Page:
Running away from a man with a gun seems like it would be a very good idea.June 26, 2007 at 12:38 pm #54355maskedkatMember
You bet I’m running if someone orders me into a car. I’d rather chance being shot in the back than being subjected to hours of rape and torture before being shot.
I’ve heard if you do run, try to run in a zigzag pattern to be more difficult to hit. I think I’d just be focused on making some distance between me and the gun.June 26, 2007 at 1:54 pm #54356karmaokMember
Running is my first defense if the opportunity is there. Remember the old saying \”When two tigers fight one dies, one gets hurt\”. KM is my next option if say my family is with me or my running would endanger someone else. I wonder about the situation when the bad guy is a bit too far away with his weapon or friends and you have your wife or kid with you. I suppose verbal skills and destiny would be the rule of the day.June 26, 2007 at 4:24 pm #54360johnwhitmanMember
Running should ALWAYS be an option in your overall arsenal of tactics. I agree completely with the concept that most people cannot hit a target with a handgun, and that there are occasions when running away from the handgun might be a decent tactic.
But whether it’s a handgun, knife, or open-handed fight, we recommend that you simply consider running as a tactic, not as an attitude. I.e., you don’t want \”willingness to retreat\” to replace your \”do anything to survive\” attitude. There are any number of situations (against a firearm or otherwise) where running isn’t your first best option. Consider: where are you running to? Is safety close at hand? What (who!) are you leaving behind? Where is the exit relative to the attacker? You need to have as much ability to commit to the fight as you have willingness to flee the situation.
Against a firearm, remember that someone who has decided to shoot will often compensate for poor quality of aim with high quantity of rounds discharged. Those rounds have to pass through some point in space, and the chances that you are occupying some of that space increase as he puts more rounds down range. You may be better off dealing with him where he is right now.
In the end, it’s just important to remember that fighting is not about ego, it’s about safety. Be willing to do EVERYTHING a reasonable person in your situation would deem necessary to remain safe.June 26, 2007 at 9:20 pm #54363
Very good points. I was definitely thinking of it as a tactic, not an attitude. In that way, many things would have to be taken into consideration, just as with any other tactic employed.
Environment does make a difference. I like the idea of running if someone ordered me to get into a car in the city, but what about on the side of the road to Vegas, where I might be stranded when my car is broken down? Not really anywhere to run to in the middle of the desert. Or I could be on a hiking trail, far from any major roads, although in that case there may still be trees or vegetation to hide behind, in which case it would become a cat and mouse game (just like in the movies).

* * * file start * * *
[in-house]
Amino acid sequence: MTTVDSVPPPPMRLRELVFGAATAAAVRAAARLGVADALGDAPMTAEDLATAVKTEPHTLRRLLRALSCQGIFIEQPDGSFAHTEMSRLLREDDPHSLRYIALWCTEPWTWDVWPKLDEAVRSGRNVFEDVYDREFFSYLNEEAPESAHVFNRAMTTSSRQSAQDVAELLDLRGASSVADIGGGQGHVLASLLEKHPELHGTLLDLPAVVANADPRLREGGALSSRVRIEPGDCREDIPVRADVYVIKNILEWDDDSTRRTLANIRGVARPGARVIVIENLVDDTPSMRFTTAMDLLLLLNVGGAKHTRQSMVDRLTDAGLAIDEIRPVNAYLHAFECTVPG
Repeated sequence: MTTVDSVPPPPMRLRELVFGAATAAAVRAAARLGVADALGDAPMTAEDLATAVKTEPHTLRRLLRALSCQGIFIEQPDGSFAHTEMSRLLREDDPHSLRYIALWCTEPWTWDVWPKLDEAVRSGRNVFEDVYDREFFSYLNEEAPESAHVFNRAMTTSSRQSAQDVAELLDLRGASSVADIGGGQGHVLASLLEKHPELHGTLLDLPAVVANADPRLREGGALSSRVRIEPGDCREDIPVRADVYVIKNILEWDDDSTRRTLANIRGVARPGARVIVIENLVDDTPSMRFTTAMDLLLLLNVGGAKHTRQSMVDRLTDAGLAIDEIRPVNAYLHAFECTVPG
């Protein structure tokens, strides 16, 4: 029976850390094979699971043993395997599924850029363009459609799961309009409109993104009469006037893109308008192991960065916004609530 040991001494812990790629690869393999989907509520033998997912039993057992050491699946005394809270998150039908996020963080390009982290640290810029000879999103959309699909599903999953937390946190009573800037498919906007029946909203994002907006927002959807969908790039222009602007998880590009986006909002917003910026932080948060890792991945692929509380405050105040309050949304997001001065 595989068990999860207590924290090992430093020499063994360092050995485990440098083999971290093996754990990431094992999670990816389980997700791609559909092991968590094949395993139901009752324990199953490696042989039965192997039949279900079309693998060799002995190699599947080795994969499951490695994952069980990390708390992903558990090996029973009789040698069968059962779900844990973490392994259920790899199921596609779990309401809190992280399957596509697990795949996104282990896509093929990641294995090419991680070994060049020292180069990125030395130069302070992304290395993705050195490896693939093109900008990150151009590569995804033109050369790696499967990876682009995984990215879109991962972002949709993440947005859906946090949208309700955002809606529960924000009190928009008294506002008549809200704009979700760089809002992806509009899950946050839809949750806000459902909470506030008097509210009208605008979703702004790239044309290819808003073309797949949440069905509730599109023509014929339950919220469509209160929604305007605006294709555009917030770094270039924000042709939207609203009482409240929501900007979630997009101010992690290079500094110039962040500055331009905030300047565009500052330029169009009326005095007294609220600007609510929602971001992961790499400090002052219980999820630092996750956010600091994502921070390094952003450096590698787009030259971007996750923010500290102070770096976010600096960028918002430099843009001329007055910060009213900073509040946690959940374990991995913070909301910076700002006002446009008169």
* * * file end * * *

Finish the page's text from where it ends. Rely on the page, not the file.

It may even make a difference what country you are in. In Europe or Israel, most buildings are made out of stone or bricks, so they would provide good cover. In the United States, building walls are made out of wood and the bullets could go right through.
Considering all of these variables, it may not be a bad thing to imagine some possible scenarios beforehand and decide in which cases running might become a viable tactic.
GiantkillerJune 26, 2007 at 10:22 pm #54364krav8541Member
Another good reason not to be fat…June 26, 2007 at 11:12 pm #54365
Hey, unstpabl, I was just trying to load the video. Unfortunately, it only loaded up to 5 minutes 26 seconds and the sound is off as well. So, I only got to the part where he runs back into the bar, chased by 12 armed guys. What happened then? Sounds pretty scary… 🙁
GiantkillerJune 27, 2007 at 1:59 am #54366unstpabl1Member
Re:quote \”Giant Killer\:
The gist of it is Farber, pretty much runned and gunned thru the town with them chasing him. He jumped in a cab and the caught up with him and was fighting inside the cab the driver then drove them away.
You wonder waht would’ve happened if he didn’t have the skills and the conditioning of a MMA fighter. The key was that he was moving and fighting and did not go to the ground.
The running on the gun thing is a popular subject of discussion. There were a couple threads on another board about guys who ran and got shot in the back. I agree with everthing thats been said. Johns post was great. I like when he gets involved.
The truth is we’re hard wired to do one of 2 things when confronted, which is either Fight Or Flight. I think the key in this would be not to panic in what ever you do. I think the Krav scenario stuff trains you to make those decisions under stress. The Fight or Flight DNA is the reasonwe have this discusion so much. I think that if you do run, you need a distraction, cause the perp expects you to either comply or run. You have no idea how far he will go. Trying to do the oposite of what he ex[pects may give you an edge.